Cramer’s subjects attribute this to malice, but there’s not much evidence to support that conclusion. Rural problems, as Cramer notes, can be blamed on the specific features of rural economies in contemporary America and to the thinness of our social safety net more generally. But that can be difficult to see from the perspective that her subjects share, and so it’s no surprise that they identify government as the enemy. And here again, they aren’t completely wrong: The federal government doesn’t currently spend money in ways that benefit rural people. Rural communities have problems that can’t be solved without big government, but the government doesn’t dispense funding in ways that actually help these communities. If the Democratic Party wants to rebuild trust in rural areas—if it wants to win back states like Wisconsin—then it has to develop robust social policies that address rural needs.
That task won’t be easy, especially given the different economies and geographies of a state like Wisconsin. And it will take years of work to bridge the long-standing resentments and frustrations that have created the gulf between urban and rural working people. In Janesville, UAW Local 95 provided the class-conscious political education that these rural communities lack. It’s not clear from Cramer’s narrative that groups with similar reach are organizing rural communities, and it’s an absence reflected in the statements that her subjects make to her. They complain about low wages, expensive health care, and underfunded public schools—but they fear that higher taxes will bankrupt them. “There ain’t shit here,” one logger tells her.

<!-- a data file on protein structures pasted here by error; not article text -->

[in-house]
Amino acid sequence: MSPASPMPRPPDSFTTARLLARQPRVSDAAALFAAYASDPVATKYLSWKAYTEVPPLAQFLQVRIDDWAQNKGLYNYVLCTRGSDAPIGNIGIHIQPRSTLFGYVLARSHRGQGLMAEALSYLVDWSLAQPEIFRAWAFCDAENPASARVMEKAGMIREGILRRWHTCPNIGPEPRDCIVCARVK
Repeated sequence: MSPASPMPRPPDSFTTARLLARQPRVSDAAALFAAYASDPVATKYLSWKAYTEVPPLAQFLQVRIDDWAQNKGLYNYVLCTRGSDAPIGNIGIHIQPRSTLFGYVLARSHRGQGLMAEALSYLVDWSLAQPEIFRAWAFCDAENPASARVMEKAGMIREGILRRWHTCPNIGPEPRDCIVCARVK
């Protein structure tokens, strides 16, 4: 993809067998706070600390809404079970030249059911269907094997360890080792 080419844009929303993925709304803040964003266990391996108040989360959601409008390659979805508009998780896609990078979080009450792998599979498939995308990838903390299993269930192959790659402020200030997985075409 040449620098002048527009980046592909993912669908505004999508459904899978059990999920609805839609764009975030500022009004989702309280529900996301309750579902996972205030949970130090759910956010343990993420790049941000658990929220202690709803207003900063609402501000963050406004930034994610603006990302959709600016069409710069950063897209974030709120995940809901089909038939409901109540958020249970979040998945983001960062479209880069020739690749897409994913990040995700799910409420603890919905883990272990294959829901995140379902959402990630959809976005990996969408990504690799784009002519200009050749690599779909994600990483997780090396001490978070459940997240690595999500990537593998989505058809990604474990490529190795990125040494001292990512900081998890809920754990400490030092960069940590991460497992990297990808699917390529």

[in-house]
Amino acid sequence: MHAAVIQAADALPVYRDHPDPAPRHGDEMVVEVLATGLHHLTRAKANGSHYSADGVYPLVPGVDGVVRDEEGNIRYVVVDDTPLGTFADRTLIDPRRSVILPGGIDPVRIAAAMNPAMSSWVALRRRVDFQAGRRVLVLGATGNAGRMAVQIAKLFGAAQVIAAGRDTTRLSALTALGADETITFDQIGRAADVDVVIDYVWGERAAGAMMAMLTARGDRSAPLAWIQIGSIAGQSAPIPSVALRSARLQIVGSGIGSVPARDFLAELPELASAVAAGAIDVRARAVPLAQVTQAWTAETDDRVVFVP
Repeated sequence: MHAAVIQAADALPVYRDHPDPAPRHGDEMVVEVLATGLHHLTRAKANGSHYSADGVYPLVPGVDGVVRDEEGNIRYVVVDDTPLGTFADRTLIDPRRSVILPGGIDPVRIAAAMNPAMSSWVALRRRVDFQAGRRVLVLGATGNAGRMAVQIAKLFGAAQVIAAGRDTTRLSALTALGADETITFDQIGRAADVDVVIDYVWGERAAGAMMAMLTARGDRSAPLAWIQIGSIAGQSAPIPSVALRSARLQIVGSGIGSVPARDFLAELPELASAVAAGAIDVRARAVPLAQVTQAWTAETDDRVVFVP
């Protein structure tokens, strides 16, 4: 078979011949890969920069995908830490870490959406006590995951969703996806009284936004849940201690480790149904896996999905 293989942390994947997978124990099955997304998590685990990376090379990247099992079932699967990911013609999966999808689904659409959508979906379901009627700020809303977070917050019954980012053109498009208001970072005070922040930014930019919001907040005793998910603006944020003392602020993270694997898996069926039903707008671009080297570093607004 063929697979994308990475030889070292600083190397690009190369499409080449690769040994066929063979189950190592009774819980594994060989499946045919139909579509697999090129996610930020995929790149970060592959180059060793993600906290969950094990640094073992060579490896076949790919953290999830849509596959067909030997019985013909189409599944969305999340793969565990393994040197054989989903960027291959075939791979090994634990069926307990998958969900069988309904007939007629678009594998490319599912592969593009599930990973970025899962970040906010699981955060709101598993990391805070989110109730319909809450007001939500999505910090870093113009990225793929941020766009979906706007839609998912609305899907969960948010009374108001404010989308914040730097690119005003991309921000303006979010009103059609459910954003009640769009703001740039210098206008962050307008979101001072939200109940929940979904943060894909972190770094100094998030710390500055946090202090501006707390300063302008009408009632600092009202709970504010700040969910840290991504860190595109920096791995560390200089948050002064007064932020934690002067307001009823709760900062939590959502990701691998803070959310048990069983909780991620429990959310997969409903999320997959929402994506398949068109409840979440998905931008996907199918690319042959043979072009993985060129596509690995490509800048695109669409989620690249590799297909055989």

Untapped resentment leads to political failure, and in Wisconsin, the rightward swing was under way long before the current president rode his Trump Tower escalator into history. Rural Wisconsin celebrated Scott Walker’s assault on state government and organized labor as a long-overdue comeuppance, and in 2016 it turned out to vote for Trump. Janesville did not, though Goldstein notes that in comparison with previous years, many did not vote at all.
There’s no way to know exactly why voters stayed home. But the work of Goldstein and Cramer does underscore the flaws of Hillary Clinton’s famous retort to Trump, that “America is already great.” For many Americans—urban and rural—the American dream feels more like a dispiriting fugue state at best, at worst a daily struggle to provide the barest necessities of life. The hard work of Janesville residents hasn’t brought them lasting prosperity; their boats did not lift; their fortunes, like those of their rural neighbors, are limited and precarious.